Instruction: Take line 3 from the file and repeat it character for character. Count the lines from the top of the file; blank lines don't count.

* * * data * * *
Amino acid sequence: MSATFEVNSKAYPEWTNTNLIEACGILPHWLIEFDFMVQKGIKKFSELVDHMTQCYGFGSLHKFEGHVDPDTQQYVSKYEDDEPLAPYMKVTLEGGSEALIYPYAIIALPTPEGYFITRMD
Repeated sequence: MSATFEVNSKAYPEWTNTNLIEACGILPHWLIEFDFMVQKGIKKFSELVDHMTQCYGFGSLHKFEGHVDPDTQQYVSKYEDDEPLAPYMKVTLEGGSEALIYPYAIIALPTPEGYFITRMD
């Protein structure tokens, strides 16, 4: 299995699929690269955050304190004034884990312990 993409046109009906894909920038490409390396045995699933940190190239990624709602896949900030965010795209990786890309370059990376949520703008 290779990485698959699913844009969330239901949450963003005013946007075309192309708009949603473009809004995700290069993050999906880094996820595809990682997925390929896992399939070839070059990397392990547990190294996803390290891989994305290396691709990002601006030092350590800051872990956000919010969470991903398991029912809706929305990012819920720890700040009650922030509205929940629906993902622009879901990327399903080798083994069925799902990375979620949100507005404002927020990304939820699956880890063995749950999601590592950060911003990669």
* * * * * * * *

């Protein structure tokens, strides 16, 4: 299995699929690269955050304190004034884990312990 993409046109009906894909920038490409390396045995699933940190190239990624709602896949900030965010795209990786890309370059990376949520703008 290779990485698959699913844009969330239901949450963003005013946007075309192309708009949603473009809004995700290069993050999906880094996820595809990682997925390929896992399939070839070059990397392990547990190294996803390290891989994305290396691709990002601006030092350590800051872990956000919010969470991903398991029912809706929305990012819920720890700040009650922030509205929940629906993902622009879901990327399903080798083994069925799902990375979620949100507005404002927020990304939820699956880890063995749950999601590592950060911003990669």